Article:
Originally broadcast November 17, 1971
Written by Jackson Gillis
Directed by Hy Averback
Key Guest Cast
Typically it is easy to pick one or two cast members to highlight but the entire cast here is distinguished. Three of the most familiar faces for modern viewers play smaller roles here.
Kim Hunter plays the victim’s ex-wife. She is best known for her role as Stella in A Streetcar Named Desire.
Don Ameche, a popular film actor of the 30s and 40s, had played a number of leading male roles. Here he plays the deceased’s lawyer in a couple of scenes.
Finally Mary Wickes plays a tiny role of a landlady here but I will always remember her from roles in so many films of the 40s and 50s. Chief among those is her performance as the gossipy Emma Allen in White Christmas.
Superb from start to finish with a fantastic cast of familiar faces and a truly memorable conclusion.
Art critic Dale Kingston murders his art collecting uncle with the help of an aspiring artist, constructing a tight alibi for himself when he is seen attending an art exhibit.
Were this mystery told in the conventional whodunnit way we would look at Suitable for Framing as an unbreakable alibi story. By reversing it and telling it from the criminal’s perspective however it takes on several additional dimensions, opening up other questions for the viewer to ponder.
The first question the viewer will be struck by is that of Kingston’s motivations. The episode begins moments before the murder takes place and we are not told what their aim is or why they make some seemingly odd choices in carrying out their crime. It takes a long time before the motive behind his actions and what he has in mind become clear. In other words, this is as much as whydunnit as a howcatchem and it does both exceptionally well.
Gillis’ story moves quickly and takes several unexpected turns that I obviously do not wish to spoil for you. What I can say is that I feel that the ultimate destination is really clever and that the way Columbo unpicks the case and catches Kingston is particularly ingenious.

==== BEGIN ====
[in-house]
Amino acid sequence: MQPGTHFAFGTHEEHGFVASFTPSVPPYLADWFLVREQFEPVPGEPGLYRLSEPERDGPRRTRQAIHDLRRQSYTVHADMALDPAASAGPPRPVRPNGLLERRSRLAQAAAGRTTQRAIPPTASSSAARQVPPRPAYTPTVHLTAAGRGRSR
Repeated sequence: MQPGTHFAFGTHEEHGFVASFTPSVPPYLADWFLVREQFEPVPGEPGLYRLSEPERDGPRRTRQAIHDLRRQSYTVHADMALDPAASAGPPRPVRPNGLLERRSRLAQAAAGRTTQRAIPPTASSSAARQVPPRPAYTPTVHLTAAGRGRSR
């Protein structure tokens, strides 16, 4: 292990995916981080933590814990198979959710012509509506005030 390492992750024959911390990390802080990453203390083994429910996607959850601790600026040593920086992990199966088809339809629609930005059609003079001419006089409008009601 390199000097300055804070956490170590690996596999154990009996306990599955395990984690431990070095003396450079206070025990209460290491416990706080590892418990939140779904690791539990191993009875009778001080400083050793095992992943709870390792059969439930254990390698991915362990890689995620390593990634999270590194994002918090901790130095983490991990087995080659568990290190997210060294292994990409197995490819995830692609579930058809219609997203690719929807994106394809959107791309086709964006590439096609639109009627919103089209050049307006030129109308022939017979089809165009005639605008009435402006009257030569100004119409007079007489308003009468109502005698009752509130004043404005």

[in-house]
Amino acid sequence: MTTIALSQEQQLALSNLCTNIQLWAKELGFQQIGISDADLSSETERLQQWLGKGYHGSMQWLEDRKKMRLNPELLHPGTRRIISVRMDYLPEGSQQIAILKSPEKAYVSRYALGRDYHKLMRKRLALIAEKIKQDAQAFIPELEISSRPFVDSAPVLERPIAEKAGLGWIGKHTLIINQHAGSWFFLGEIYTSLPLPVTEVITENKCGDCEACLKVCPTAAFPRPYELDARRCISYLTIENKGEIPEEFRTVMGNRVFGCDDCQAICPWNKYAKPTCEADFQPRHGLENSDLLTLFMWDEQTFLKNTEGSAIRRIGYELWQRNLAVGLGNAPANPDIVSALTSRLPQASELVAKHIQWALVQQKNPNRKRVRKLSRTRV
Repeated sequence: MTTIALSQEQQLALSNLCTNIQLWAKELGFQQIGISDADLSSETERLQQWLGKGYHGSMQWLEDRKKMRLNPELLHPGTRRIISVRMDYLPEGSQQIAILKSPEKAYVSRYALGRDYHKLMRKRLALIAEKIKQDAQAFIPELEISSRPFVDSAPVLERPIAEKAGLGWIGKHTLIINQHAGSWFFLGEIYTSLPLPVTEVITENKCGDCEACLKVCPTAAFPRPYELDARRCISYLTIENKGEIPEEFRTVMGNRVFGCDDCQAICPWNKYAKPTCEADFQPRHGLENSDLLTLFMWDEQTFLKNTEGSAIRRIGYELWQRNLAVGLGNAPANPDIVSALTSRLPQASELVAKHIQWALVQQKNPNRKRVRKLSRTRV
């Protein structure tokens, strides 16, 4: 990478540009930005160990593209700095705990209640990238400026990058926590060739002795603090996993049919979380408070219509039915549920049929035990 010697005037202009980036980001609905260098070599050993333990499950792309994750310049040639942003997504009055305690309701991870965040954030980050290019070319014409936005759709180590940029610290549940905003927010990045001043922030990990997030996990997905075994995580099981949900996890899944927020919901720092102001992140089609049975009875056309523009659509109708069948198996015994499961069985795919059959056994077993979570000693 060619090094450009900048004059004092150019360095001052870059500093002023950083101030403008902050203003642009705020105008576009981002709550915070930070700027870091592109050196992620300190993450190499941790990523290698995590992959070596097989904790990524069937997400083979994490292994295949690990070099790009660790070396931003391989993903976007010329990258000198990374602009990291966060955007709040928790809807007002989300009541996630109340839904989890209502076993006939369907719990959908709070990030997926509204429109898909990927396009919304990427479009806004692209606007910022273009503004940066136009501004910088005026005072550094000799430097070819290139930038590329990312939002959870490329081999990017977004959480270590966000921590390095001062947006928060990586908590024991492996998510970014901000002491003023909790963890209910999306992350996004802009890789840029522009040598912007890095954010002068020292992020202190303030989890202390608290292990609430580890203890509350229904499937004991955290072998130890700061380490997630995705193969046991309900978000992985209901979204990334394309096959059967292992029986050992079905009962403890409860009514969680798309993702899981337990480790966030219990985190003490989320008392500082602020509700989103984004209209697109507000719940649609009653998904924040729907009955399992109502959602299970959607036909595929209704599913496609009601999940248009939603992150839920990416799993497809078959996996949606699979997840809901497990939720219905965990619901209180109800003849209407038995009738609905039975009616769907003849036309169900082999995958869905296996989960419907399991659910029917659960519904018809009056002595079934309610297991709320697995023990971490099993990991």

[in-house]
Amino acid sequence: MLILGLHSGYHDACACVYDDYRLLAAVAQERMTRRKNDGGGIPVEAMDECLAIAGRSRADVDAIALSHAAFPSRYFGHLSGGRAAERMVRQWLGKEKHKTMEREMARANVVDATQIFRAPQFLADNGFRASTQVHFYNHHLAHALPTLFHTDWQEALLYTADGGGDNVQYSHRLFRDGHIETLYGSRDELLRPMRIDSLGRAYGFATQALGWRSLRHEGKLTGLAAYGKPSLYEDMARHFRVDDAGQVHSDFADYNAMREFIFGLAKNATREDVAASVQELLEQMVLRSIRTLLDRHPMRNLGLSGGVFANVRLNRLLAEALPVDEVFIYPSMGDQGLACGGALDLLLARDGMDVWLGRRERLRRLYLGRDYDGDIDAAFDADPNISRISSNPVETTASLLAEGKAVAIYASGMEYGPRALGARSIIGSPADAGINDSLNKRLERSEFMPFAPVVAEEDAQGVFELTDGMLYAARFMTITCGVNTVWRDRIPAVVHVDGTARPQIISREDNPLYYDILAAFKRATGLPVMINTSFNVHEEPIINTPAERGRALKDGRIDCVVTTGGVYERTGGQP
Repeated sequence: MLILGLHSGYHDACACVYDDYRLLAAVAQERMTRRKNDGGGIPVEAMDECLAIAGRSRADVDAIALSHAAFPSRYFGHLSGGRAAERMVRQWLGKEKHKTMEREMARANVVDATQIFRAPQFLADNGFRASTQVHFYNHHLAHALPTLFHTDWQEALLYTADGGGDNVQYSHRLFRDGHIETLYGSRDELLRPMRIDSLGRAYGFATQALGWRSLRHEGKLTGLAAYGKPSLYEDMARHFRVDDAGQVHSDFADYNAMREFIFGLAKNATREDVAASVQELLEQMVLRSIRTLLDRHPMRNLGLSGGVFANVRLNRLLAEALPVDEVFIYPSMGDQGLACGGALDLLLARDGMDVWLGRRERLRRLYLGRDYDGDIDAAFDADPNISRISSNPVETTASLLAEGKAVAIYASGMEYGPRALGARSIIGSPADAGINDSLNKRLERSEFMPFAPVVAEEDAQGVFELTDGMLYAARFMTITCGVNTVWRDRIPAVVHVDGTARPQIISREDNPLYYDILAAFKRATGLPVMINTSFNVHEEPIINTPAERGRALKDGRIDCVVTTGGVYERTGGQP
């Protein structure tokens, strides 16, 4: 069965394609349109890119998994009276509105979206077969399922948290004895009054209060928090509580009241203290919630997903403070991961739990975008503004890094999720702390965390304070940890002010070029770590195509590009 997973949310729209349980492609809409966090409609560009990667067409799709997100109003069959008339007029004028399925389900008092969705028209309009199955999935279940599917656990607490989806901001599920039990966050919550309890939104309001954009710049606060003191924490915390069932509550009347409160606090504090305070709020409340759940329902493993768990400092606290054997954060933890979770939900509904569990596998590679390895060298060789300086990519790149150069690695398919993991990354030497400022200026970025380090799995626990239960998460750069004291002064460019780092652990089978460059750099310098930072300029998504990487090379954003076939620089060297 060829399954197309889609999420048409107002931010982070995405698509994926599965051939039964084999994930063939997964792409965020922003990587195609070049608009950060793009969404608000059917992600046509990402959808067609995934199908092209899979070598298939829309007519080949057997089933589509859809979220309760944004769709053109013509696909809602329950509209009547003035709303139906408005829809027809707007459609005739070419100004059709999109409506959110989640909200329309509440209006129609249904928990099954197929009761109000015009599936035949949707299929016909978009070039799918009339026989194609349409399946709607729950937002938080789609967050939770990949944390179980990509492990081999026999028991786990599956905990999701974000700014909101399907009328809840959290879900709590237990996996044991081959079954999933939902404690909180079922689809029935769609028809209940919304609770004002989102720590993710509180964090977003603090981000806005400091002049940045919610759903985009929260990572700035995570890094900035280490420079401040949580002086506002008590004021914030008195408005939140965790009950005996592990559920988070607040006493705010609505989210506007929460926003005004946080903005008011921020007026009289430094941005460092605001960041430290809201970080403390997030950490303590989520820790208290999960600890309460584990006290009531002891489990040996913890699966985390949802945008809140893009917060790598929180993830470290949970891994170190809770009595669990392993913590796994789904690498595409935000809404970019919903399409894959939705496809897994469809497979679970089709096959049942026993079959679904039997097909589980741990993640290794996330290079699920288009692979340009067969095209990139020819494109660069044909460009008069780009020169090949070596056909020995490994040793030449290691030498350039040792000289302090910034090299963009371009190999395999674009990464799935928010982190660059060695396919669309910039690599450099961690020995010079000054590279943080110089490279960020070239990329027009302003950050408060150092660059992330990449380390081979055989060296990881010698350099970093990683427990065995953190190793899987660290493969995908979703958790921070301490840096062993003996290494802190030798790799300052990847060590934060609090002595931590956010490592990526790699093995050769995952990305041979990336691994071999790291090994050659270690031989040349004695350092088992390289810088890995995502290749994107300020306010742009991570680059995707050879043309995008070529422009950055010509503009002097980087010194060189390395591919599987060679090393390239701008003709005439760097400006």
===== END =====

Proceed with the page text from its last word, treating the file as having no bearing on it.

As villains go, Ross Martin’s performance as Kingston is absolutely superb. Not only is his plan very cleverly worked out, I think he embodies the things you look for in a Columbo villain. He is arrogant and smarmy, looking down on everyone involved in the case with a sense of intellectual superiority.
One interesting contrast between Kingston and the previous two killers on the show is that while there is a good case to be made that had Brimmer and Hollister simply waited they would have been fine. It was their action that really pushes Columbo in their direction. Here, it is clear that Kingston needs to act which makes sense of some of the character’s choices, particularly later in the story. As a consequence I feel that Columbo’s successes are earned more here whereas in the previous episodes I feel he sometimes is lucky that the killers choose to do things that draw attention to themselves.
As I note at the top of this post, the casting here is superb and there is quality at every level of this production. It is one of the largest casts in one of these so far and there are several very familiar faces – even to a viewer half a century after it was made. That quality pays off with each part feeling quite distinctive and substantial, even for those cast members who get only a few minutes of screentime such as the fabulous Mary Wickes.
I consider this to be a triumph in every respect and as I work through these episodes in order, perhaps the best one yet. It is a really clever plot, brilliantly directed and performed.